Plantain


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Plantain


Latin Name: plantago major
Alternative Name: ribwort, snakeweed
Forms Available: leaf, cut

Plantain – plantago major – Has been used in inflammation of the skin, ulcers, intermittent fever, etc. Applied to a bleeding surface, the leaves are of some value in arresting hemorrhage, but they are useless in internal hemorrhage, although they were formerly used for bleeding of the lungs and stomach, consumption and dysentery. The fresh leaves are applied whole or bruised in the form of a poultice. Rubbed on parts of the body stung by insects, nettles, etc., or as an application to burns and scalds, the leaves will afford relief and will stop the bleeding of minor wounds. Some of the recipes for ointments in which Plantain is an ingredient have lingered to the present day. Lady Northcote, in The Book of Herbs in 1903, mentions an ointment made by an old woman in Exeter that was in much request. It was made from Southernwood, Plantain leaves, Black Currant leaves, Elder buds, Angelica and Parsley, chopped, pounded and simmered with clarified butter and was considered most useful for burns or raw surfaces. Decoctions of Plantain entered into almost every old remedy, and it was boiled with Docks, Comfrey and a variety of flowers. To prepare a plain infusion, still recommended in herbal medicine for diarrhea and hemorrhoids, pour 1 pint of boiling water on 1 oz. of the herb, stand in a warm place for 20 minutes, afterwards strain and let cool. Take a wineglassful to half a teacupful three or four times a day.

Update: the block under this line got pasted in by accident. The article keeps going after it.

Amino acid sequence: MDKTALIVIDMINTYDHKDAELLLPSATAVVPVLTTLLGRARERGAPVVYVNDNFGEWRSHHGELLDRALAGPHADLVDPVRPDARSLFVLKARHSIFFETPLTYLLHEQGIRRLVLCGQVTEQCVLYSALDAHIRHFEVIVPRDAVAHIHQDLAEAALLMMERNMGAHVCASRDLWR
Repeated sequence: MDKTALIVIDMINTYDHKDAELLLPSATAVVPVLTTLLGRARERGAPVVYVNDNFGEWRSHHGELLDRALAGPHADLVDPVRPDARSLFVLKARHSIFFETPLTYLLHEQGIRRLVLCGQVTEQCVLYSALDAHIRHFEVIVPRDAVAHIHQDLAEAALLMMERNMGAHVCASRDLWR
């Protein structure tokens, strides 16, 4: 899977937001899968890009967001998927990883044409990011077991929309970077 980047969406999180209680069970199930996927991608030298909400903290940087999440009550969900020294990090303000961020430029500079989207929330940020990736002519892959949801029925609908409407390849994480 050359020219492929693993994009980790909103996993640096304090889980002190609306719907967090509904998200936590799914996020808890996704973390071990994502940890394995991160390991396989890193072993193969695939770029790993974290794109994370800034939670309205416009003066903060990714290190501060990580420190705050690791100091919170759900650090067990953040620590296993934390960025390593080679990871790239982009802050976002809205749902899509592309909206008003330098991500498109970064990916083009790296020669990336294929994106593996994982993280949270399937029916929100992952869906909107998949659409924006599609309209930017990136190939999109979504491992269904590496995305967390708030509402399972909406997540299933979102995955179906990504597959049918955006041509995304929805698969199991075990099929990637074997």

Aromatherapy & Health Uses: The fresh leaves are applied whole or bruised in the form of a poultice. Rubbed on parts of the body stung by insects, nettles, etc., or as an application to burns and scalds, the leaves will afford relief and will stop the bleeding of minor wounds.


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